“The way we love others is the way we need to love ourselves.”
Have you ever heard this? I’ve probably heard it a million times and have always done the whole “yeah yeah” type thing, scrolling on to the next post. But for whatever reason recently it has been sitting with me. A lot.
The way you love your partner, is how you need to love yourself. The way you love your children, is how you need to love yourself. The way you love your best friend, is how you need to love yourself. The way I love the people around me is the way I need to love myself.
As far as body image goes, loving myself has kind of come naturally to me as an adult, especially after having kids. But taking care of myself has been a bit different. There’s a book I read a couple of years back (and subsequently pushed onto literally everyone in my personal circle) called The 5 Love Languages, which discusses and describes the different types of love languages a person may speak. Apparently, the whole “men are from mars, women are from venus” thing isn’t too far off. Except, you come to find out that we’re all on totally different planets, and they aren’t determined by what gender we identify with. At the end of the book, there’s a quiz (you can take it online here) where you get to find out what language you speak, and are highly encouraged to have your partner find out what language they speak as well. Turns out, your girl speaks two languages nearly equally: Acts of Service, and Physical Touch. Meaning, I love it when people do things for me (hello, my name is Princess Bryanna) AND I really enjoy a good hug. You can imagine what holding hands with a crush, or having them offer to carry my books was like for me as a girl. Try: EVERYTHING.
When you read the book, the author explains that the whole point is not necessarily to know what your language is. Instead, the point is to know what your partner’s language is, so you can love them in the way that means the most to them, and so you can see their love for you a bit more clearly. The author wants you to be altruistic about it, even if it is impurely. He aims to help you realize that if you know your partners love language, you can love them better. But inevitably what happens is you become painfully aware of your own love language, and you can become tempted to keep tally’s. It can be a little like donating to charity. A lot of the time people do it because we like how it makes us feel, when we hypothetically should be doing it to selflessly. The author asks you to rise above that, and love for the sake of loving, rather than receiving. (As a side note, considering the act of donating has an amazing effect on our health as shown in multiple studies it kind of doesn’t matter why you do it, as long as you do).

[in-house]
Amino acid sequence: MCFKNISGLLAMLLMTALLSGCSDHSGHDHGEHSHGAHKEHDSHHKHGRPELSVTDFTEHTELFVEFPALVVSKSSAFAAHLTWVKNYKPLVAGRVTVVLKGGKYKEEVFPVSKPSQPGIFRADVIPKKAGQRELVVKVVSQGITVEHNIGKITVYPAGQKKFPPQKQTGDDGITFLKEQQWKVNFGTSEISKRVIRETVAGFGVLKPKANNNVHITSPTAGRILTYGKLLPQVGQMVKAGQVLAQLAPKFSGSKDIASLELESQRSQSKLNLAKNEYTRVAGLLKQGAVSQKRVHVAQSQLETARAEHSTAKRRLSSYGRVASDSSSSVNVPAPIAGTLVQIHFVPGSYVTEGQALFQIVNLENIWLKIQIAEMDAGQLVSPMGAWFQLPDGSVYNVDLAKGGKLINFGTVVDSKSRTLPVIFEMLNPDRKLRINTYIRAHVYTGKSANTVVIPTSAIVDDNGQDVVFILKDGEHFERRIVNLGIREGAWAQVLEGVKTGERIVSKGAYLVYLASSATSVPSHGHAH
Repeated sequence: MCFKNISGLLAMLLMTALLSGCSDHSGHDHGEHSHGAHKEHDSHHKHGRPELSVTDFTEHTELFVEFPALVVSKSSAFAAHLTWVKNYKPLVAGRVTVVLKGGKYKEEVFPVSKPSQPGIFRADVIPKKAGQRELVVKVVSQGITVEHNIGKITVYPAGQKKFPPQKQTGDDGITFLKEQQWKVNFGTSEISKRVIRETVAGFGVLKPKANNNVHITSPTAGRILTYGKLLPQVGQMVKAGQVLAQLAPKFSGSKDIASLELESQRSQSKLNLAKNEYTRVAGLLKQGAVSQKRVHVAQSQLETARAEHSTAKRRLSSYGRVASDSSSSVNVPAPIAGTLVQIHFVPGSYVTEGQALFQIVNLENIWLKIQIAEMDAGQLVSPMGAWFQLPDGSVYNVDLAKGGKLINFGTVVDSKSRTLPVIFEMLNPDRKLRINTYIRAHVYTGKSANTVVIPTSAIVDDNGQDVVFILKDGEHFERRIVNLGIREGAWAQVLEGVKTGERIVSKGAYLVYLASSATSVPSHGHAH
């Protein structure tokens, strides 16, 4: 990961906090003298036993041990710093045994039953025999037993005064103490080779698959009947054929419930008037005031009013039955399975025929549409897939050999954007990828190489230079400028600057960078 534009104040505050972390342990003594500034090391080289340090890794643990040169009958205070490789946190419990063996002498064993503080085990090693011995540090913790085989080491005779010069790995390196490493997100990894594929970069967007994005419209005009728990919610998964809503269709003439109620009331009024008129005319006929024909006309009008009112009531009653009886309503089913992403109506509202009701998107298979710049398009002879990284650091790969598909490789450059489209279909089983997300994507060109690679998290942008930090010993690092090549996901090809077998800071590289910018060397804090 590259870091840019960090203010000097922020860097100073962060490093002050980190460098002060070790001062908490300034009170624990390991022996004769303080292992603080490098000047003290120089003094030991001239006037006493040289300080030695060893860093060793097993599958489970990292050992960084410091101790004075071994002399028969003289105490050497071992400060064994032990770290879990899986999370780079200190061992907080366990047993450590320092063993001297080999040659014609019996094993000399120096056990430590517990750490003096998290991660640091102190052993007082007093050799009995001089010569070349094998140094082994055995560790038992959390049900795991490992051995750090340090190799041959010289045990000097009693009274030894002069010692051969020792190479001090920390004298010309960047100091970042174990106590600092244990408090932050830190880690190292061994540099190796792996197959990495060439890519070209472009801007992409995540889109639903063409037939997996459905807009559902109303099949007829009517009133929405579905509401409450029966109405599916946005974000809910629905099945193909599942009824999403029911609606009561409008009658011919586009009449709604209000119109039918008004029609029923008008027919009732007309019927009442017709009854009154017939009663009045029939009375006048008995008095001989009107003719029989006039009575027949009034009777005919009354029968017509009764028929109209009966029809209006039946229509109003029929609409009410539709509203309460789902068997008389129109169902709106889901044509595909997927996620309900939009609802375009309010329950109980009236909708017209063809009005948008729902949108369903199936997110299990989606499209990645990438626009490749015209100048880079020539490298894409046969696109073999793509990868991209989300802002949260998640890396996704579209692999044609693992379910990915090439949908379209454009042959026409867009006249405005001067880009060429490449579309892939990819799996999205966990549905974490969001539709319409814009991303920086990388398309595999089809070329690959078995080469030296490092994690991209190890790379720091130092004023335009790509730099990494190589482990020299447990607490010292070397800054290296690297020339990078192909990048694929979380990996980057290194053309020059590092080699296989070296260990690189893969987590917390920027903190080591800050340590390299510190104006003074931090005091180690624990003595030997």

Lately I’ve been realizing that knowing my love language isn’t just a benefit for my husband, though. It’s actually a huge benefit for me. And it’s not because I get to keep tabs on whether he is loving me in my language. It’s because now I have a clear picture of what my love language requires from myself. Part of really coming into my own, so to speak, has revolved around the concept of self-care. Which for me, is taking the time to actively listen to my inner voice, and acknowledge my needs in every aspect of who I am. This means listening to what Bry the woman needs, as well as what Bry the mom needs, rather than letting any one particular facet of who I am over ride all the others.
Realizing this tiny nugget of self-care gold has been a game changer for me. Call me crazy, but I don’t feel loved when others buy me gifts (this love language is literally called “Receiving Gifts”), so it stands to reason that when it comes to self-love, I don’t need to go shopping as a part of my self care. What I need to do is do things that will make my life easier later, like meal planning, and keeping a handle on my weekly cleaning list. This is because me doing those things actually helps me to free up energy down the road, which allows me to do other things like take my kids outside, write, paint, or any other thing I love to do. When I frame my primary love language as a way to take care of myself, I find that I’m no longer stressed out about all the things I need to do. I do it, and I do it happily, because I know I will be even happier later.
I’m not a therapist, but I am a huge advocate of people listening to their inner voice, and honoring what they hear. And that’s because when I listen to myself, like really listen, I think it leads to more emotional stability, and ultimately it leads to a higher sense of self-confidence and happiness with my life. With the internet being one of the main ways people engage with one another, it has become so important for me to be able to take a step back and check in with myself.
Self care has to be a part of that check in, and knowing what I need in regards to caring for myself is absolutely essential. At times “self-care” can feel like a daunting task, but it shouldn’t! And if that’s you, if you just read this and thought “I have zero time for that” I’m begging you to reconsider. Start thinking about the way that you like to receive love from others, and just try to do that for yourself. Start with the basics, and build from there, that way you don’t find yourself completely drained while trying to still give to others. You’re important too, you’re worth that love!
And hey, if all else fails, you could always donate to a charity… or go shopping… just tell your partner I made you do it, I’ll totally shoulder that for ya!